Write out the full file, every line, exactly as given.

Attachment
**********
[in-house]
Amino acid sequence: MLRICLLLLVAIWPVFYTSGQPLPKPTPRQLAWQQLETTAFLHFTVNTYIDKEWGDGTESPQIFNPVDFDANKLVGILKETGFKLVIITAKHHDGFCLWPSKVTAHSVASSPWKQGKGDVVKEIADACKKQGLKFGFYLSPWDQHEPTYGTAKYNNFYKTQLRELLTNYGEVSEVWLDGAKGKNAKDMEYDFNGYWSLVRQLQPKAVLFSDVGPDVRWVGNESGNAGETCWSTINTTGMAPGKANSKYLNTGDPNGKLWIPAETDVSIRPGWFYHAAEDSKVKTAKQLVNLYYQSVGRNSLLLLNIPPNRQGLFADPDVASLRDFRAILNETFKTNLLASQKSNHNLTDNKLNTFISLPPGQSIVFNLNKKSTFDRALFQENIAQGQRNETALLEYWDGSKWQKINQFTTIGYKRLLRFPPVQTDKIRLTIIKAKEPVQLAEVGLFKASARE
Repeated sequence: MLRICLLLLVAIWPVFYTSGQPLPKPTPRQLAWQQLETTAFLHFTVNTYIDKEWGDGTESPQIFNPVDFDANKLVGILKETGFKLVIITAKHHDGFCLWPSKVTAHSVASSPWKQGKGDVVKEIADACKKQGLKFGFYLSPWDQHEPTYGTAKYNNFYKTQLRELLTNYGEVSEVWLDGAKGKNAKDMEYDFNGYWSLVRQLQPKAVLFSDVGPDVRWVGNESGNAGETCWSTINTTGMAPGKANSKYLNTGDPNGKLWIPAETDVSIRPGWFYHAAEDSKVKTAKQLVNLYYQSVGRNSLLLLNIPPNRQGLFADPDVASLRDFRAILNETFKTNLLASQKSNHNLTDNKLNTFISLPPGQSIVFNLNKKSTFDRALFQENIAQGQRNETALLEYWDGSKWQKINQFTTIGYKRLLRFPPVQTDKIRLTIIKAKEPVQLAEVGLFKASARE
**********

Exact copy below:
[in-house]
Amino acid sequence: MLRICLLLLVAIWPVFYTSGQPLPKPTPRQLAWQQLETTAFLHFTVNTYIDKEWGDGTESPQIFNPVDFDANKLVGILKETGFKLVIITAKHHDGFCLWPSKVTAHSVASSPWKQGKGDVVKEIADACKKQGLKFGFYLSPWDQHEPTYGTAKYNNFYKTQLRELLTNYGEVSEVWLDGAKGKNAKDMEYDFNGYWSLVRQLQPKAVLFSDVGPDVRWVGNESGNAGETCWSTINTTGMAPGKANSKYLNTGDPNGKLWIPAETDVSIRPGWFYHAAEDSKVKTAKQLVNLYYQSVGRNSLLLLNIPPNRQGLFADPDVASLRDFRAILNETFKTNLLASQKSNHNLTDNKLNTFISLPPGQSIVFNLNKKSTFDRALFQENIAQGQRNETALLEYWDGSKWQKINQFTTIGYKRLLRFPPVQTDKIRLTIIKAKEPVQLAEVGLFKASARE
Repeated sequence: MLRICLLLLVAIWPVFYTSGQPLPKPTPRQLAWQQLETTAFLHFTVNTYIDKEWGDGTESPQIFNPVDFDANKLVGILKETGFKLVIITAKHHDGFCLWPSKVTAHSVASSPWKQGKGDVVKEIADACKKQGLKFGFYLSPWDQHEPTYGTAKYNNFYKTQLRELLTNYGEVSEVWLDGAKGKNAKDMEYDFNGYWSLVRQLQPKAVLFSDVGPDVRWVGNESGNAGETCWSTINTTGMAPGKANSKYLNTGDPNGKLWIPAETDVSIRPGWFYHAAEDSKVKTAKQLVNLYYQSVGRNSLLLLNIPPNRQGLFADPDVASLRDFRAILNETFKTNLLASQKSNHNLTDNKLNTFISLPPGQSIVFNLNKKSTFDRALFQENIAQGQRNETALLEYWDGSKWQKINQFTTIGYKRLLRFPPVQTDKIRLTIIKAKEPVQLAEVGLFKASARE